Michelle Pedersen has stuck it out inside an aPodment longer than many. In 2018, the Alaska native needed to land an apartment in less than three weeks after accepting a job at Seattle Children’s as a team coordinator. She quickly found a studio in the University District that offered little up-front financial commitment—but very little space. Her roughly 200-square-foot unit lacks a conventional oven or enough room for a bed befitting an adult (she sleeps on a twin). And don’t ask about a closet. “My closet is basically my room,” she says.

Which is now her office, too. Since mid-March, Pedersen has been working out of her miniature apartment following the local outbreak of the novel coronavirus, enduring more time confined to her aPodment than she ever could have imagined when she signed her lease. “Staring at my four walls every day for the last couple months is different,” she quips.

She's not alone in feeling that way. Just as Covid-19 has forced couples to spend more afternoons together than ever before (pass the mouse, honey!), quarantine has required renters and owners to come face-to-face with their housing decisions. It’s not a comfortable arrangement for many in Seattle, a city with enough tiny units to make New York City side-eye and plenty of newcomers to justify impulsive lease signings, but it may be particularly irritating for those who have opted to rest their heads in micro-studios.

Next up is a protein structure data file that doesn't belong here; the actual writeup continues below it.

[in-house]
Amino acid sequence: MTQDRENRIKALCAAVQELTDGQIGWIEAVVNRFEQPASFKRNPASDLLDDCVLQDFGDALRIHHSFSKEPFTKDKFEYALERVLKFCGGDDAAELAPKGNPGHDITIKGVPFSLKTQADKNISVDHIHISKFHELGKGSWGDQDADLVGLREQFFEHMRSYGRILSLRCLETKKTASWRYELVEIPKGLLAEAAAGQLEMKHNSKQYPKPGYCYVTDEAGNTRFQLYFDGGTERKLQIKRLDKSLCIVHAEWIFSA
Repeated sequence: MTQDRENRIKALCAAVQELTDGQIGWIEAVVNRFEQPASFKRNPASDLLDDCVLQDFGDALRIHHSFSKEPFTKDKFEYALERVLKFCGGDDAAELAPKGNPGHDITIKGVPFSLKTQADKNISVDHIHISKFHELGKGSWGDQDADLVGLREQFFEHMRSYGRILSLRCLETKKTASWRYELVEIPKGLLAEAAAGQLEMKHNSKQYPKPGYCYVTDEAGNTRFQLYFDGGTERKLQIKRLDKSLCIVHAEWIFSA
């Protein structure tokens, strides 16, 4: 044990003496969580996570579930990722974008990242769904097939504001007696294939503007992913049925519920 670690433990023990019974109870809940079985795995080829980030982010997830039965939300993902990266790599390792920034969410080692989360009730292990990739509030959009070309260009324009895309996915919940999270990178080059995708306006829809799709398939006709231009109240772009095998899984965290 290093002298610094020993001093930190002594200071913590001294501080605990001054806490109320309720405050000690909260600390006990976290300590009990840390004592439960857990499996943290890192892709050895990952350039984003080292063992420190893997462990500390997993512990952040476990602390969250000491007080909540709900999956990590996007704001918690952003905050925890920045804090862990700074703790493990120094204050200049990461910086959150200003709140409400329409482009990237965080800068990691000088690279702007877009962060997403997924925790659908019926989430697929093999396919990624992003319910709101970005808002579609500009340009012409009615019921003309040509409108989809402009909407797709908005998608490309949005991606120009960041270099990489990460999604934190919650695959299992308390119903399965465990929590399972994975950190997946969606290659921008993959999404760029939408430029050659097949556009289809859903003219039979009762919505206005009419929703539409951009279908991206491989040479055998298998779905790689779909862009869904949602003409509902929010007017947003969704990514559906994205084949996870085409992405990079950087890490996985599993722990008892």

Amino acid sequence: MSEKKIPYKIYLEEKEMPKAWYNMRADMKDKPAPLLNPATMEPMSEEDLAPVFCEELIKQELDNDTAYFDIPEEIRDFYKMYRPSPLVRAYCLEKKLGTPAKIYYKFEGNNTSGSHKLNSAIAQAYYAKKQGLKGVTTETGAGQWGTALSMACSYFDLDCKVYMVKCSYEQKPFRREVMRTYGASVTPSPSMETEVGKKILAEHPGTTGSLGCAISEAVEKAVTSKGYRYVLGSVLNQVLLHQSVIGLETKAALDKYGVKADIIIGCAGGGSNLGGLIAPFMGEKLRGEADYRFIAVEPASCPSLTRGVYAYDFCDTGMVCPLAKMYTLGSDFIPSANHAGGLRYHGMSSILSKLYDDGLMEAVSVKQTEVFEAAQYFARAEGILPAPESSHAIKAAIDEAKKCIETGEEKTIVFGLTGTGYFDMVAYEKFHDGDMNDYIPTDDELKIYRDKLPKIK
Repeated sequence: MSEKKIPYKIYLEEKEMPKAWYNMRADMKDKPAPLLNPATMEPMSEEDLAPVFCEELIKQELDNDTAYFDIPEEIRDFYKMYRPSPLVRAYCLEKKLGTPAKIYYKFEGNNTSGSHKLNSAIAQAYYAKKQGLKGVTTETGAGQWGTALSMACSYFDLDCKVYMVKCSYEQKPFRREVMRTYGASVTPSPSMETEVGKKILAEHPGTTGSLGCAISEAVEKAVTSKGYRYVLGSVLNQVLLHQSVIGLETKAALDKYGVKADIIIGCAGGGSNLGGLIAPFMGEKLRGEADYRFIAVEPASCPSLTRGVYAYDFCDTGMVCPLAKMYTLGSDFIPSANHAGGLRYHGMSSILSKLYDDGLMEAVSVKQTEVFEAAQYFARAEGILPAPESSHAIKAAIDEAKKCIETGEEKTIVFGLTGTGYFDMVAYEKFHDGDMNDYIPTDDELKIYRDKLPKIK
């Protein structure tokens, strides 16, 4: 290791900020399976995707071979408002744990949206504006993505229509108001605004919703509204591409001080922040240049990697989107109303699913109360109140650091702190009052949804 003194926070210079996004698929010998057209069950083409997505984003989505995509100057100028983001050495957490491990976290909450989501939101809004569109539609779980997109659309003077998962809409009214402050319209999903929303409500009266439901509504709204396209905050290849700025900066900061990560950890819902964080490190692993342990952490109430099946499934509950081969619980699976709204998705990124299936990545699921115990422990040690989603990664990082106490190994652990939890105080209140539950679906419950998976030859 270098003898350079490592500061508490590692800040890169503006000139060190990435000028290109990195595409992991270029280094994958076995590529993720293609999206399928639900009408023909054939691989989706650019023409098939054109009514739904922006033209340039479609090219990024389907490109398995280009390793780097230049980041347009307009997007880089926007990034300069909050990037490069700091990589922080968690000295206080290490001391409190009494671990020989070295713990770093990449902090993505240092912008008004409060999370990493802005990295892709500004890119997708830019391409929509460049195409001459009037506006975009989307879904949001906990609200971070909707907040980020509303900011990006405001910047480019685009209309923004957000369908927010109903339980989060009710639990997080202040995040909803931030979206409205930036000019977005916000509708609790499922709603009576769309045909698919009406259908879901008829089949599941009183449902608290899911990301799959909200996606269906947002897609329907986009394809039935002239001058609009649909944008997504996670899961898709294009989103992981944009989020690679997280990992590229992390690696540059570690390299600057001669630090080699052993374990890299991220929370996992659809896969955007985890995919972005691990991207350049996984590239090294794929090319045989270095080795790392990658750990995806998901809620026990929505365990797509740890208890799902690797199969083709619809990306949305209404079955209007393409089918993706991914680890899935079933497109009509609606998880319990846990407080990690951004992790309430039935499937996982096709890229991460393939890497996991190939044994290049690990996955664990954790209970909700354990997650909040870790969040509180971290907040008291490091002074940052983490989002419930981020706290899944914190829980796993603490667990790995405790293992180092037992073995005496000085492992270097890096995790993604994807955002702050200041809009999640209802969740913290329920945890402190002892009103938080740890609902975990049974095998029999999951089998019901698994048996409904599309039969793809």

While these glorified adult dorm rooms have arrived in a variety of forms over the past decade, Calhoun Properties’ aPodments have received much of the attention locally, popping up in neighborhoods around the city after meeting some strong early resistance. The company promotes these units as short-term options within buildings that feature a variety of “amenities”—communal kitchens, roof decks. These perks sound appealing until, you know, a pandemic strikes. Swapping pans by the stove is a social distancing no-no.

The communal aspect of aPodment living is another part of what drew Pedersen to Palermo (Calhoun names its aPodment buildings after Italian cities, for some reason). She looked forward to using the building’s shared kitchens, especially. But these days, she has to wipe down everything she uses with disinfectant if she needs to cook something beyond the realm of her apartment’s countertop steam oven. She doesn’t see many others in the kitchen or on the roof deck, where she’ll go for fresh air sometimes.

Pedersen doesn’t harbor renter’s remorse—in many respects, she’s perfectly content with her constricted surroundings—but she does think about finding a larger space on the regular now. (She wants a pet.) She had begun browsing for homes just before the Stay Home order went into effect. Virtual walk-throughs aren’t cutting it, though. “You don't really get to see what a place looks like by just having someone show you pictures.”

More than a few people in her building would probably echo that sentiment right about now.

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